Red Pepper Uganda

Kadaga Wants Tough Laws Against Alcoholism

Speaker of Parliament Rebecca Kadaga wants government to come down hard with laws intended to control and eradicate alcohol abuse.

Kadaga criticised government for delaying to legislate against alcohol abuse, saying Parliament will now ask MP Betty Nambooze (DP, Mukono Municipality) to reintroduce her hitherto shelved Alcoholic Drinks Control Bill, 2016.
While attending a breakfast meeting at Kampala Serena Hotel meant to address the increasing incidents of alcohol abuse among under age school goers on Thursday, 22nd February 2018, Kadaga said the issue of alcohol abuse would be long resolved, but that Parliament only makes recommendations for government’s action.
“I am going to encourage Hon. Nambooze to come back with the Bill. We are going to debate this matter and make our decision. If Parliament had the exclusive power to ban sachet alcohol, we would have done it, but we make recommendations,” said Kadaga.
Nambooze’s Private Member’s Bill was shelved after government claimed it was fine-tuning new legislation that would address her concerns.
However, it has been a while and the proposed legislation is yet to be introduced by the Executive.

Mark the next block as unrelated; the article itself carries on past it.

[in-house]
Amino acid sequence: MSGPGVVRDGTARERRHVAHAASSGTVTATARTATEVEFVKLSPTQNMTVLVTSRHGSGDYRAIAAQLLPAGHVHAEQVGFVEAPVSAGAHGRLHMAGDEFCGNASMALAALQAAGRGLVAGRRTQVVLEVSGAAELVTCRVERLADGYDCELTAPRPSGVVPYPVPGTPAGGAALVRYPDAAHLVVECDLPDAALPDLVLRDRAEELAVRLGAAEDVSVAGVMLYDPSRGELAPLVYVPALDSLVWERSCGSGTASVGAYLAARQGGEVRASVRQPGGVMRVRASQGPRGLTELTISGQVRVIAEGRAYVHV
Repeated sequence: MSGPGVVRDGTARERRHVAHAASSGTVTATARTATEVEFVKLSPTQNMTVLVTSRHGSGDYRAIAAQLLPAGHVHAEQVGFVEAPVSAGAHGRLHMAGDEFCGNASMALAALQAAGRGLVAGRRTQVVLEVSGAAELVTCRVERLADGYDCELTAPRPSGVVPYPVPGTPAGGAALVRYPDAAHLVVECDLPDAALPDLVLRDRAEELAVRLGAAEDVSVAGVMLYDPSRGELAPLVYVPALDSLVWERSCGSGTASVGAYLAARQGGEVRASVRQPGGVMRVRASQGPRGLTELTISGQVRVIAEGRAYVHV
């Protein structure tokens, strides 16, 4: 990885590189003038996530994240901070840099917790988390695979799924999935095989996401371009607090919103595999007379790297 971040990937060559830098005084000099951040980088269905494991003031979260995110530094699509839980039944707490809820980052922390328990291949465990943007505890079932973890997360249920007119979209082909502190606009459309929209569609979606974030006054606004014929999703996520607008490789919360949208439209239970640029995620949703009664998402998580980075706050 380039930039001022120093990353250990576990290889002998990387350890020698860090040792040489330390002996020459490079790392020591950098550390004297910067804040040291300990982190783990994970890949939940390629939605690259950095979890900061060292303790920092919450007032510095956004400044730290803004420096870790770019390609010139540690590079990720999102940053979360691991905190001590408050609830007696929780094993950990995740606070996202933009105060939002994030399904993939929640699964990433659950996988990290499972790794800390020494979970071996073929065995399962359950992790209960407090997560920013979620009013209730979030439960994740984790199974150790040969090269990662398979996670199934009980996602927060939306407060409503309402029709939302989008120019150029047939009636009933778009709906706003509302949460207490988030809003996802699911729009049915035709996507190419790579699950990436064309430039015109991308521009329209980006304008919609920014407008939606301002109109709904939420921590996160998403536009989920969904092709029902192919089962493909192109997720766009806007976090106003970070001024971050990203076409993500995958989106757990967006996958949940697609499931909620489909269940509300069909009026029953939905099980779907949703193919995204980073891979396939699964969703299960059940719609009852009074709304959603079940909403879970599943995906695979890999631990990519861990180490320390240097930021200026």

In the recent past, an emotive debate on alcohol rocked Parliament with Trade Minister Amelia Kyambadde insisting the ban will be undertaken in phases due to economic implications of the decision.
Grace Butembi, a Clinical Psychologist at Butabika Hospital said 31 percent of underage children in Uganda are abusing alcohol “because of poverty in homes.”
He said the youngsters have devised ingenious ways to smuggle the substance using unorthodox means.
“They soak bread in alcohol, mix in fruit juices and put it in [sanitary] pads and get drunk by sublimation,” he said.
Sublimation is when anything solid turns into a gas without first becoming liquid. The issue of home brewing of alcoholic substances emerged in the meeting, with Kadaga saying whereas most homesteads participate in the activity, no one is regulating them.
Kadaga blamed local shops and supermarkets for selling alcohol to minors without verifying their age, saying somebody must take responsibility and close those shops.
“Who is going to lock up the shops of those selling alcohol to minors? Somebody must do it. There must be people to implement the set of regulations,” she said.
Organized by the Straight Talk Foundation, the meeting also saw different pupils being awarded for their essays on the best practices to alleviate underage alcohol consumption.
This is the fourth year of the annual campaign to address underage alcohol abuse.

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